Who we are
Theories may affect opinions about who we are.
Lines of Inquiry – an inquiry into
- How assumptions can be made about creation (Form)
- Why living things transform over time (Causation)
- How outlooks on existence may vary (Perspective)
- Spoken Language
The children will explore the playground and find different fossils and match them to the correct creature. Children will complete I see, I think and I wonder activities looking at different Pokemon creatures and exploring why are they different and what they would be classified as.
Going further: The children will be given the challenge of designing an animal or Pokemon that fits a specific environment and be able to explain why they have designed their creature this way.
Home Learning Opportunities
- Explain how different theories can affect opinions about who we are.
- What are the similarities and differences between different theories about creation
- Evaluate how successful a specific plant or animal has adapted to the environment it lives in
- Analyse how fossils help to prove Darwin’s theory of evolution.
- The Highwayman – Alfred Noyes
- Holes – Louis Sachar
Transferrable skills (approaches to learning)
- Research (presenting research findings)
- Thinking (dialectical thought)
- Communication (writing)
- Evolution theory: Naturalist, Theory, Darwin, Fossils, Traits, Evolution
- Reproduction: Adaptation, Reproduce, Offspring, Inheritance, Variations
During the term, children will be able to request a selfie of their work to be uploaded onto their Class Dojo profiles. The children will be sharing their discussions and their animations with their peers at the end of term.
The children will be writing and creating their own balanced argument about the different outlooks on existence and explaining which one they believe to be true. They will use this to narrate a movie animation of the different theories of creation.
Milestones covered in this Inquiry
- I can use a range of presentational devices, including use of bullet points, tables and columns, to guide the reader.
- I can understand and use active and passive voice.
- I can identify the subject and object
- I can describe characters, settings and atmosphere, with some precision.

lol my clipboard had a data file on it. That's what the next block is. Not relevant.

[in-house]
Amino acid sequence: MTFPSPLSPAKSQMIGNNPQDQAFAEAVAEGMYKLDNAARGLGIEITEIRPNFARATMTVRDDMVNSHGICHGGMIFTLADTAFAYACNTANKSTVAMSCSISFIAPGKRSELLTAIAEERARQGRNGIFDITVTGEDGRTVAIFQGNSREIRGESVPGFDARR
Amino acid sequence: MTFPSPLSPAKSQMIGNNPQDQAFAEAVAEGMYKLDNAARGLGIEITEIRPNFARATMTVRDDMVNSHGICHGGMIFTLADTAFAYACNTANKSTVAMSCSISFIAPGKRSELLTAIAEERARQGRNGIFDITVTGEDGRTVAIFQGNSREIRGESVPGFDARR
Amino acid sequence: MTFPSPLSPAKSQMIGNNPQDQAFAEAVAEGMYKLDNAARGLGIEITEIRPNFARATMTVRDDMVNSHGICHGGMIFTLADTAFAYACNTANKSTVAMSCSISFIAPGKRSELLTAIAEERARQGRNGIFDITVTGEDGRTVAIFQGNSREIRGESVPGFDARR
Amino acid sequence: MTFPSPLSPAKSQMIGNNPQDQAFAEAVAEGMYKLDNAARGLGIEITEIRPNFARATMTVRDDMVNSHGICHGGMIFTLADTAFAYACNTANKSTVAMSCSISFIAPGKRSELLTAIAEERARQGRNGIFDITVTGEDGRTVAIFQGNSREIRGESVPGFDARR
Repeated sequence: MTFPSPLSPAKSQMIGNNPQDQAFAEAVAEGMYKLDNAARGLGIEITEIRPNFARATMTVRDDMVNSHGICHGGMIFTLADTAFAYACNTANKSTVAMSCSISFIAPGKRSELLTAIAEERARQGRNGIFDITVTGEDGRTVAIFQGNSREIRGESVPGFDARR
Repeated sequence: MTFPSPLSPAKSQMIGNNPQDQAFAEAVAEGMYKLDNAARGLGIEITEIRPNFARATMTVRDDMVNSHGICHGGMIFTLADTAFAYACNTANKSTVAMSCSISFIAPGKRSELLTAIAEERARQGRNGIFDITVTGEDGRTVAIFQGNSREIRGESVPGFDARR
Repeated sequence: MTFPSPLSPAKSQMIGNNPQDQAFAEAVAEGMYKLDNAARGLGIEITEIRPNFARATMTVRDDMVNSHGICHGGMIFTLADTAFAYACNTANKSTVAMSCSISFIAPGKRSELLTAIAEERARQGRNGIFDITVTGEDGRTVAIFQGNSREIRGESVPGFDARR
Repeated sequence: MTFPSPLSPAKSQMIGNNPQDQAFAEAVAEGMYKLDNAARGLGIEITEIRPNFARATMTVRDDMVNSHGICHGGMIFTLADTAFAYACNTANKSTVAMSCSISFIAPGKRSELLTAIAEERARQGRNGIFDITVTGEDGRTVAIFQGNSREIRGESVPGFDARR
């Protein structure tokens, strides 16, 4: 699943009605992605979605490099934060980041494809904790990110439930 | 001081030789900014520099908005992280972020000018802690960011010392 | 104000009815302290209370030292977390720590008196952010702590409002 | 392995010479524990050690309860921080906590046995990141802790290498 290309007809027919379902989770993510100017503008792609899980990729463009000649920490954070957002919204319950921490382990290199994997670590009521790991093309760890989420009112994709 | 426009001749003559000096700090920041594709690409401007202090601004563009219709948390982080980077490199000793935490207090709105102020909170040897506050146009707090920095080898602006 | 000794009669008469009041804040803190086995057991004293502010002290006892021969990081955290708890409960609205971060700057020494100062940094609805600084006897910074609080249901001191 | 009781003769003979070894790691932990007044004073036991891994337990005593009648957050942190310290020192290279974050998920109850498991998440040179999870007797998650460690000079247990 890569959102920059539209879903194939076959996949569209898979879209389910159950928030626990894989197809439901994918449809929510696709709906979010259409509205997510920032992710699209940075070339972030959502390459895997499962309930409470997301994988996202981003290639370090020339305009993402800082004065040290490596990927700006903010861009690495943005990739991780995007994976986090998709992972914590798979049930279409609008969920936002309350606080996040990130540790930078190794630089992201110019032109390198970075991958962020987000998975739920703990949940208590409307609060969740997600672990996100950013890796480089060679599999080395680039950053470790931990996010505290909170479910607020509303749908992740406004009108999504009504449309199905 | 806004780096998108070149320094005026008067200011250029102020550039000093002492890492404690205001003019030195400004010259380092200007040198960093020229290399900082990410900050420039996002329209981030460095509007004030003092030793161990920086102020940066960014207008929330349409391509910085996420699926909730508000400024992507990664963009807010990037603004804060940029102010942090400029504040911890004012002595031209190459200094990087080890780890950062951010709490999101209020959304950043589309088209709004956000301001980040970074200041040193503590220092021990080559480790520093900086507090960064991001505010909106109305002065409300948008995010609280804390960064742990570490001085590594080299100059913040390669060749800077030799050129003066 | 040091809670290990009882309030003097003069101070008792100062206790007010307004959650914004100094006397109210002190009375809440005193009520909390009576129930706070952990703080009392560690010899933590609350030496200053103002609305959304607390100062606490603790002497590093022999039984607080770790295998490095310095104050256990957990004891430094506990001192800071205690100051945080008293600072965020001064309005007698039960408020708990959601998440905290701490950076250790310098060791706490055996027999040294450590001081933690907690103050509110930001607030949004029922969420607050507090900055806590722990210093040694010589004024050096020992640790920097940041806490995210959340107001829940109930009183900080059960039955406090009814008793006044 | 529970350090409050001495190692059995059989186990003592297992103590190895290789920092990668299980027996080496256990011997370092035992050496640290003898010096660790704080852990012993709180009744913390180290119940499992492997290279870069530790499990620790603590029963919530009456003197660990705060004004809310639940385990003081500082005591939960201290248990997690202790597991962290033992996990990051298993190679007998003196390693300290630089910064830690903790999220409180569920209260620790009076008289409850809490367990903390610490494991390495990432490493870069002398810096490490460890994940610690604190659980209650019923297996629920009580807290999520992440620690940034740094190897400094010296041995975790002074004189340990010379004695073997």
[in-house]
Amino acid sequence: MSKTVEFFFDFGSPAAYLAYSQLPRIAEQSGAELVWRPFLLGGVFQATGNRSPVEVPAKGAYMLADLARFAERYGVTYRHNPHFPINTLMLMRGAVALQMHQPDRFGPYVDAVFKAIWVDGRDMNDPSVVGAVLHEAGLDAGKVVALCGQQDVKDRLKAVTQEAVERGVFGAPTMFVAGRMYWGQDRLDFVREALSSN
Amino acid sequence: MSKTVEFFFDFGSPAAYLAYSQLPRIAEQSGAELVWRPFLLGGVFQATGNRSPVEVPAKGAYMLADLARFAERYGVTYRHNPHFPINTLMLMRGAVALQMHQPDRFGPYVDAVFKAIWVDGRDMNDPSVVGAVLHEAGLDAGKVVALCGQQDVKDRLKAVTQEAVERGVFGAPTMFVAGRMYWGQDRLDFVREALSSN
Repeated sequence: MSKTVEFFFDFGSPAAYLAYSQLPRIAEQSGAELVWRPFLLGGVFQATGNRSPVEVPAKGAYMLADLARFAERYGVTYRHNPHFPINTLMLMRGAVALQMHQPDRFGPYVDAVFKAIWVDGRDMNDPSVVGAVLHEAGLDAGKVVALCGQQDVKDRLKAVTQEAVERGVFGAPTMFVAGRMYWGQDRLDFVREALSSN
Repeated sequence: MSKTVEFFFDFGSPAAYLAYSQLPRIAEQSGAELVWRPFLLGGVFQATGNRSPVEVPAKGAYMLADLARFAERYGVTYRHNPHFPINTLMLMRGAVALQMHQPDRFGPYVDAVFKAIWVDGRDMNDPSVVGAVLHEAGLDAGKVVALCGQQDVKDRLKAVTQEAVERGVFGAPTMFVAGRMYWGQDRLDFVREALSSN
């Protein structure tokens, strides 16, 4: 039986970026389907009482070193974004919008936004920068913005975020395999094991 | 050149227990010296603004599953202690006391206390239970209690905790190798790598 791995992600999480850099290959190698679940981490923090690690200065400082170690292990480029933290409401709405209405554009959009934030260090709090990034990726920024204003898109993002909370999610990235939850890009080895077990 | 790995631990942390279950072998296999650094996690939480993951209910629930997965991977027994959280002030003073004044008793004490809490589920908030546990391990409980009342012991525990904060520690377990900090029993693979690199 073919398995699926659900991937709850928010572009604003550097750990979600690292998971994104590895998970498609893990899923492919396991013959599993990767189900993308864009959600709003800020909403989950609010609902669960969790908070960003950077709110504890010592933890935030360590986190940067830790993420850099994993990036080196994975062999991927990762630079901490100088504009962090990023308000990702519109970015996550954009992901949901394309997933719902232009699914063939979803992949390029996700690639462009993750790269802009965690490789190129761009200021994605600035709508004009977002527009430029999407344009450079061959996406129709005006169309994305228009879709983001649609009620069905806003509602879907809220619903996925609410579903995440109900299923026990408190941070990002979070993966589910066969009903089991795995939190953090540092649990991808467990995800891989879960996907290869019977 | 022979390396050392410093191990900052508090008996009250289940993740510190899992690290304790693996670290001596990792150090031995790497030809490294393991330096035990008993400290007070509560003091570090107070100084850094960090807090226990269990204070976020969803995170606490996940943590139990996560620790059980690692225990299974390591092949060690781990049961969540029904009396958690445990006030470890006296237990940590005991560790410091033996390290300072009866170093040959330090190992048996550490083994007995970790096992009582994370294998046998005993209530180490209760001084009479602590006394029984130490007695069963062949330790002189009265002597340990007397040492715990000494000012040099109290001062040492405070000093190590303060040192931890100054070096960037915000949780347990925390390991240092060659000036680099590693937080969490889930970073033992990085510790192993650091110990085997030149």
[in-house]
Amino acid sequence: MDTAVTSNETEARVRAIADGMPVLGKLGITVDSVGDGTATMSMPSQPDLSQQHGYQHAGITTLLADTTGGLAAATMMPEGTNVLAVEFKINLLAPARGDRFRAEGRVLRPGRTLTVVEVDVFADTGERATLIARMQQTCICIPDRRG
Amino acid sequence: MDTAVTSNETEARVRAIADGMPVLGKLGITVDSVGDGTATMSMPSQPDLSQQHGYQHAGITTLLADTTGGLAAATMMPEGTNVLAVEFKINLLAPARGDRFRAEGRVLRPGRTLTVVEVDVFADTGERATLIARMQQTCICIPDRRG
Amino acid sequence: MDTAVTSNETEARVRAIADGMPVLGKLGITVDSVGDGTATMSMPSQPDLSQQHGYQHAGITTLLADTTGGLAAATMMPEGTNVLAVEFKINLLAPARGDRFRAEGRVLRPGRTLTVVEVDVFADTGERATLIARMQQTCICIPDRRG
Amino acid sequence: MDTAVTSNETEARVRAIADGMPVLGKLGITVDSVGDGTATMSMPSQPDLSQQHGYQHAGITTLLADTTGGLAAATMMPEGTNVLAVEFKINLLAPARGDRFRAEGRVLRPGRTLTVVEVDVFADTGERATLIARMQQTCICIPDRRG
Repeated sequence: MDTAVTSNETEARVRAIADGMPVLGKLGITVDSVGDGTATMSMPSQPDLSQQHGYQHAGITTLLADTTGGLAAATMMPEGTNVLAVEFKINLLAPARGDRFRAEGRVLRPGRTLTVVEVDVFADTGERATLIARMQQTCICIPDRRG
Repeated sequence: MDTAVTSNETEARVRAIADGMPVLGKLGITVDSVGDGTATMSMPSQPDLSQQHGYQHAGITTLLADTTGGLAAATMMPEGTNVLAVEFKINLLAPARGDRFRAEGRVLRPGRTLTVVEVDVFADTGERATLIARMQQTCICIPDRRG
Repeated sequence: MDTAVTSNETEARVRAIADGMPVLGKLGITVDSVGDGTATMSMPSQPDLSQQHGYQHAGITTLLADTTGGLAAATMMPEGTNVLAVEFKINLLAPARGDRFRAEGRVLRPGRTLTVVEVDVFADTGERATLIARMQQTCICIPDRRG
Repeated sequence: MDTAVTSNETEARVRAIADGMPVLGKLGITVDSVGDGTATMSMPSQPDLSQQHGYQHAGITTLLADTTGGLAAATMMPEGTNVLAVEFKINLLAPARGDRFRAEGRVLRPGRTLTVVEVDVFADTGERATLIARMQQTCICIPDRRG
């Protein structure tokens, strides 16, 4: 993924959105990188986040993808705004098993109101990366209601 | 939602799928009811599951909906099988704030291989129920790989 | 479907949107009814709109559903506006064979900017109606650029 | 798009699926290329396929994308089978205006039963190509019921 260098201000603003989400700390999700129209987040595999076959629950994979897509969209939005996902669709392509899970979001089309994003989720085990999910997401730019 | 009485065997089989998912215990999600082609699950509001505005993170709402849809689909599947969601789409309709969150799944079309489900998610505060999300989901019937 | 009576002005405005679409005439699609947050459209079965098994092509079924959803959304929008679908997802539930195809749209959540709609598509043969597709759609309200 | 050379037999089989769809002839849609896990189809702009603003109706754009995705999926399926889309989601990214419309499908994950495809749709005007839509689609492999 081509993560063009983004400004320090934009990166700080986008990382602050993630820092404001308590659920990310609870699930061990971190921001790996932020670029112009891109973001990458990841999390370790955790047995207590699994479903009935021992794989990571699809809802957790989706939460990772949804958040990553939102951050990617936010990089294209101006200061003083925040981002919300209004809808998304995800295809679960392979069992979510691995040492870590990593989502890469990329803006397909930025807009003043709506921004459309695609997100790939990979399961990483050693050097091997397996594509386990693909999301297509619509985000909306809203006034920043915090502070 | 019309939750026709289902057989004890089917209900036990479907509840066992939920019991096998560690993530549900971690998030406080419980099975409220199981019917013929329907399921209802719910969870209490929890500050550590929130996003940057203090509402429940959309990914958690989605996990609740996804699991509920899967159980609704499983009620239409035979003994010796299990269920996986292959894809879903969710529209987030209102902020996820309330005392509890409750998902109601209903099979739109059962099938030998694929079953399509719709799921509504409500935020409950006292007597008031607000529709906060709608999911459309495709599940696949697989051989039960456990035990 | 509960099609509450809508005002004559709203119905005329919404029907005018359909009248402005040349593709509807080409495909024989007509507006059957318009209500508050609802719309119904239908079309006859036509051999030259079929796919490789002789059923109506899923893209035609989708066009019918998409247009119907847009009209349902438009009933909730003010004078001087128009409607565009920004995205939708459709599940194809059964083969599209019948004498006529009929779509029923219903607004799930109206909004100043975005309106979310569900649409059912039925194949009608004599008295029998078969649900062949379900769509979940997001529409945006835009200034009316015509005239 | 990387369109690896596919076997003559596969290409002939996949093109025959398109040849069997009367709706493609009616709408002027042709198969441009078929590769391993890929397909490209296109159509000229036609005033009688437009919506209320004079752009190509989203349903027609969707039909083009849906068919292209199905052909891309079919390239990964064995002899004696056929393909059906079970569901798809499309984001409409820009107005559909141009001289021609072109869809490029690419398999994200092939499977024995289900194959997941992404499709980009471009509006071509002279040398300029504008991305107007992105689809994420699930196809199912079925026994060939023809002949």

- I can Integrate dialogue to convey character and advance the action.
- I can use paragraphs to develop and expand some ideas in depth; add detail within each paragraph; coverage may not always be even.
- I can write a range of sentence structures (simple and complex) including relative clauses e.g. using ‘that’, ‘which’.
- I can discuss and develop ideas; routinely use the drafting process before and during writing.
- I can evaluate own and others’ writing; proofread, edit and revise.
- I can listen attentively to ideas and responds appropriately with: positive comments, observant suggestions and challenges
- I can use complex sentence structures with confidence and I am fluent and clear in a wide range of situations
- I can adapt my language style and register to suit the purpose e.g. can effectively argue their point in a discussion without becoming ‘emotional’ and maintains control of my tone, language and responses
- I can recognise numbers up to ten million.
- I can round numbers to any number.
- I can identify negative numbers.
- I can add and subtract any number.
- I can multiply up to 4-digit numbers by 2-digit numbers.
- I can use the short division method.
- I can divide using factors.
- I can use the long division method.
- I can identify common multiples and factors.
- I can identify prime numbers to 100.
- I can identify square and cubed numbers.
- I can recognise that living things have changed over time and that fossils provide information about living things that inhabited the Earth millions of years ago.
- I can recognise that living things produce offspring of the same kind, but normally offspring vary and are not identical to their parents.
- I can identify how animals and plants are adapted to suit their environment in different ways and that adaptation may lead to evolution.
- I can use, read, spell and pronounce the scientific vocabulary related to the programme of study correctly.
- I can describe how living things are classified into broad groups according to common observable characteristics and based on similarities and differences including microorganisms, plants and animals.
- I can give reasons for classifying plants and animals based on specific characteristics.
- I can find out about the significance of the work of the scientist Evelyn Cheesman.
- I can say where a period of history fits on a timeline.
- I can place a specific event on a timeline by decade.
- I can present a film for a specific audience and then adapt same film for a different audience.
- I can create a sophisticated multimedia presentation.
- I can create models on a range of scales.
- I can include both visual and tactile elements in their work.
- I can compare my methods to those of others and keep notes in my sketchbooks.
- I can understand human reproduction and how this leads to offspring.